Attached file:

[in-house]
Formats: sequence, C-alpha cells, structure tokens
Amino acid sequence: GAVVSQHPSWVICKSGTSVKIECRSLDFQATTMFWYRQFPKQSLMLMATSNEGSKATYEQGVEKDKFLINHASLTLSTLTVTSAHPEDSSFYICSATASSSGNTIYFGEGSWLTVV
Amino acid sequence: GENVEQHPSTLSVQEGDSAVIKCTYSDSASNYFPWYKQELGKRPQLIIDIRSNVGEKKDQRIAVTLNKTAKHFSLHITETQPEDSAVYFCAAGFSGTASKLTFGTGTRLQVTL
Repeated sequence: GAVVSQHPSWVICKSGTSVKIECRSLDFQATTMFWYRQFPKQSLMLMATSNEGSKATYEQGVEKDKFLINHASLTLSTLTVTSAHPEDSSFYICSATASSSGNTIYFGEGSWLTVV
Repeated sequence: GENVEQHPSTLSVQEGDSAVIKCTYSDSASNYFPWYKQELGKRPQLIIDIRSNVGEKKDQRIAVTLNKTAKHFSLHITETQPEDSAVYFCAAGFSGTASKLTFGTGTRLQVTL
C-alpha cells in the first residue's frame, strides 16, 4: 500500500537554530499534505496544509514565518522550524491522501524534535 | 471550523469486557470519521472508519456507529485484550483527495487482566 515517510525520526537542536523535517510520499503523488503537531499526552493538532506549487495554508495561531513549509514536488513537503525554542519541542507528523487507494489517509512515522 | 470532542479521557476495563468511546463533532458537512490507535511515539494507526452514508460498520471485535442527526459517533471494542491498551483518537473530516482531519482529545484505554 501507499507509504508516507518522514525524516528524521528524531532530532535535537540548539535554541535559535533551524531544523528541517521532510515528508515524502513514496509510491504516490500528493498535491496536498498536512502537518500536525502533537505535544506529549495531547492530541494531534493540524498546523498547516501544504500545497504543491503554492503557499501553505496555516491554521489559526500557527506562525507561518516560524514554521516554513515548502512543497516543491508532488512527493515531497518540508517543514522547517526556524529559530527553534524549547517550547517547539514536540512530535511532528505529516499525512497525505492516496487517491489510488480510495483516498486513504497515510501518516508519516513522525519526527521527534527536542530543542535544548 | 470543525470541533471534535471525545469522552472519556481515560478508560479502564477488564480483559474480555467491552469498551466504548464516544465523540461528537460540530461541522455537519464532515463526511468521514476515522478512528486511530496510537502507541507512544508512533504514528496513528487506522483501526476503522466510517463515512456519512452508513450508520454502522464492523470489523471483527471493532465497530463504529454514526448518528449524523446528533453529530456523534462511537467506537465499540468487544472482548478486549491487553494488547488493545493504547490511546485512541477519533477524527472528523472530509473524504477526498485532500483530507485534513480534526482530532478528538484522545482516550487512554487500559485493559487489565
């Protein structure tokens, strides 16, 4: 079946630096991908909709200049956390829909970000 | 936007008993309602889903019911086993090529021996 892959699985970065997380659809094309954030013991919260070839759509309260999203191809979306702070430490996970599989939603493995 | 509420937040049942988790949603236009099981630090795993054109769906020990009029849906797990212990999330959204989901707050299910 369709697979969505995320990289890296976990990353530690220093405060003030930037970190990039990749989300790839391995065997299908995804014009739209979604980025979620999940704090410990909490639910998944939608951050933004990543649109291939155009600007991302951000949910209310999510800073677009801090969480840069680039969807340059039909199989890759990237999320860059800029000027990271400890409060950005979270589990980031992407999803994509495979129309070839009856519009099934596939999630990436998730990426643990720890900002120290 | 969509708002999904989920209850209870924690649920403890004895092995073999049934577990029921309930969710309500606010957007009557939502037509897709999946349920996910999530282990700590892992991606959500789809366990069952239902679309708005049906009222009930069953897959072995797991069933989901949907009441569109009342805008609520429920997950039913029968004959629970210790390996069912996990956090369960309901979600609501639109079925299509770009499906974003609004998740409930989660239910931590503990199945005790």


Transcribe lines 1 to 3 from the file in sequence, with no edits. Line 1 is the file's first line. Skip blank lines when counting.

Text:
[in-house]
Formats: sequence, C-alpha cells, structure tokens
Amino acid sequence: GAVVSQHPSWVICKSGTSVKIECRSLDFQATTMFWYRQFPKQSLMLMATSNEGSKATYEQGVEKDKFLINHASLTLSTLTVTSAHPEDSSFYICSATASSSGNTIYFGEGSWLTVV